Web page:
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Posted on March 7 at 6:21 p.m.
I think they need a lot of courts, if you check out their website they are marketing to the parents of elite players who can afford to send their kids to board and attend the academy. There's a rumor that the Junior Bulgarian National team might be coming to train this summer. That and other kids from out of town should fill up the courts nicely. Elings will profit off this as they have a revenue sharing arrangement with the Academy. At $3,300 per month for Boarders/$2,500 for non-boarders attending the Academy this could be very lucrative to the Academy and Elings Park. All that Elings had to do was free up the courts which they have done by tripling the membership fees and driving all us regulars away. The only losers on this equation is the Santa Barbara tennis playing public and the Taxpayers who are subsidizing Elings with below market rent ($1.00 per year).
On Court Etiquette
Posted on March 7 at 5:26 p.m.
Mr. Vickers has about 470 more apologies to make. But even that won't be enough until the fees for the courts become reasonable and the Bulgarian academy stops monopolizing the courts.
Posted on February 28 at 9:44 p.m.
William, I think your comments are a little off.
First off tennis is played on the courts not in the buildings.
In order to have a vibrant facility you need active players. Elings fees structure has driven away the active public players making it a ghost town.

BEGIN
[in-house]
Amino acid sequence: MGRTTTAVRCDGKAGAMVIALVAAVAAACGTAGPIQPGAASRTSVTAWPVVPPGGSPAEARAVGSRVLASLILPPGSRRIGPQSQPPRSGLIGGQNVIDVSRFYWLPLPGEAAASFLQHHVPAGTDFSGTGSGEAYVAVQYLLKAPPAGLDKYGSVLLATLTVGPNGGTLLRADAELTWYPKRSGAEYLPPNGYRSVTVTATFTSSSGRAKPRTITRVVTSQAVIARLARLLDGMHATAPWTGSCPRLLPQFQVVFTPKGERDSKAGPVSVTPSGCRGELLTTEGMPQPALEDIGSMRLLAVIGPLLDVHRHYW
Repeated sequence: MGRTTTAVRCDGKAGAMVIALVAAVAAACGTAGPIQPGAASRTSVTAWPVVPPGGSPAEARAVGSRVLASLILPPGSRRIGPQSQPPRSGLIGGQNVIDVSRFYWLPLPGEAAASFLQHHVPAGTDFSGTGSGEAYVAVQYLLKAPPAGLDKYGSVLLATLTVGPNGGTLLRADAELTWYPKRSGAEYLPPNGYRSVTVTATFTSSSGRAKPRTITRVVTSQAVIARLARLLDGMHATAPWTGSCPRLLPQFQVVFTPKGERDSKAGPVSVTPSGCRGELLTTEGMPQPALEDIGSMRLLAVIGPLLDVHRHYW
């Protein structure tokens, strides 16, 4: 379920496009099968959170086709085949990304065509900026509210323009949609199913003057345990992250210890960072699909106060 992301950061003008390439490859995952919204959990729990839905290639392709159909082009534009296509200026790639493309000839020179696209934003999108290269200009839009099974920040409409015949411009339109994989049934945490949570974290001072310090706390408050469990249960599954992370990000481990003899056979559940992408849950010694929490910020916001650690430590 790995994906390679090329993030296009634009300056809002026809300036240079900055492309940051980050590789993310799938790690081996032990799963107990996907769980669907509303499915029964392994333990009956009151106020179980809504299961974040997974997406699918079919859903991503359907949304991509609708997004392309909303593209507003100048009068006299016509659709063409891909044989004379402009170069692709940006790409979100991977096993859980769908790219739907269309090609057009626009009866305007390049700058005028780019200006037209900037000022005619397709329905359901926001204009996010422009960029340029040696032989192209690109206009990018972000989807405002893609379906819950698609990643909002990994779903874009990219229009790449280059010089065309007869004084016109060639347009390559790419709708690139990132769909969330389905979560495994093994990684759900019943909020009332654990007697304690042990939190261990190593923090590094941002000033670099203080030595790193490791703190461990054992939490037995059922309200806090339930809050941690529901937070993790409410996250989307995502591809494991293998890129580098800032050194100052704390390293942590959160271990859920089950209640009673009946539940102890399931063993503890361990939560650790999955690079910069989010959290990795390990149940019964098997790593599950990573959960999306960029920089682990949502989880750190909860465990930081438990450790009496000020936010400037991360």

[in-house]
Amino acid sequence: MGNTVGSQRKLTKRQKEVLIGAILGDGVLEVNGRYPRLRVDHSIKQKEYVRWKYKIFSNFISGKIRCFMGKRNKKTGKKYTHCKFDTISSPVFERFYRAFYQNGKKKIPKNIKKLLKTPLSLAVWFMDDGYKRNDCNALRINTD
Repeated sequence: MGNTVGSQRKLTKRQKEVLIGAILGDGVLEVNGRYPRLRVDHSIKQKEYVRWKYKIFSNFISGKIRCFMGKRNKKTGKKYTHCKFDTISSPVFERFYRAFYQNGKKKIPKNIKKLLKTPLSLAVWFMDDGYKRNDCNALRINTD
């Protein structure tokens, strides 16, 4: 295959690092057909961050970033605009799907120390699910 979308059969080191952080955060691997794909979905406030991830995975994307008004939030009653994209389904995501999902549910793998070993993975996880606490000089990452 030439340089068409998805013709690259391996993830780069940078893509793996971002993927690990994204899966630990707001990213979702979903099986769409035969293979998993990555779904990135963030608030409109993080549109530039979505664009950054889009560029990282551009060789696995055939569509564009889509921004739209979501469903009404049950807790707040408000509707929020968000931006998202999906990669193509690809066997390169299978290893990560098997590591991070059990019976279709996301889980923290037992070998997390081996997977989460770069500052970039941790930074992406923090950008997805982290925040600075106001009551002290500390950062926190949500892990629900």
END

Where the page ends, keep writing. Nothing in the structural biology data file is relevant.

The bathrooms may need a little work but primarilly just needed to be cleaned (and they were cleaned by members when Elings didn't do it for a year and a half).
The city may or may not have been losing money, they claimed the loss was $15,000 per year, coincindentally, that was the approximate cost to run the lights at night, which Elings has now turned off since they now routinely lock the parking lot at sunset.
David Niles was a paying member for many years as were most of his friends. Any failure by Elings to collect day fees was their poor management.
Why is Elings Park charging fees that are higher than virtually any other Public Tennis Facility in the United States?
Does it make sense for them to charge these high fees and have few public players?
Could it be that Elings Park wants to have few regular public tennis players so that they can control the courts and let their for Profit Partner run an academy catering to a few local kids and out of town boarders who can afford to pay $2,500 to $3,300 per month as advertised?
If you doubt this, check out Elings Partners website at http://www.sbschooloftennis.com/Tenni...
On No Love on the Courts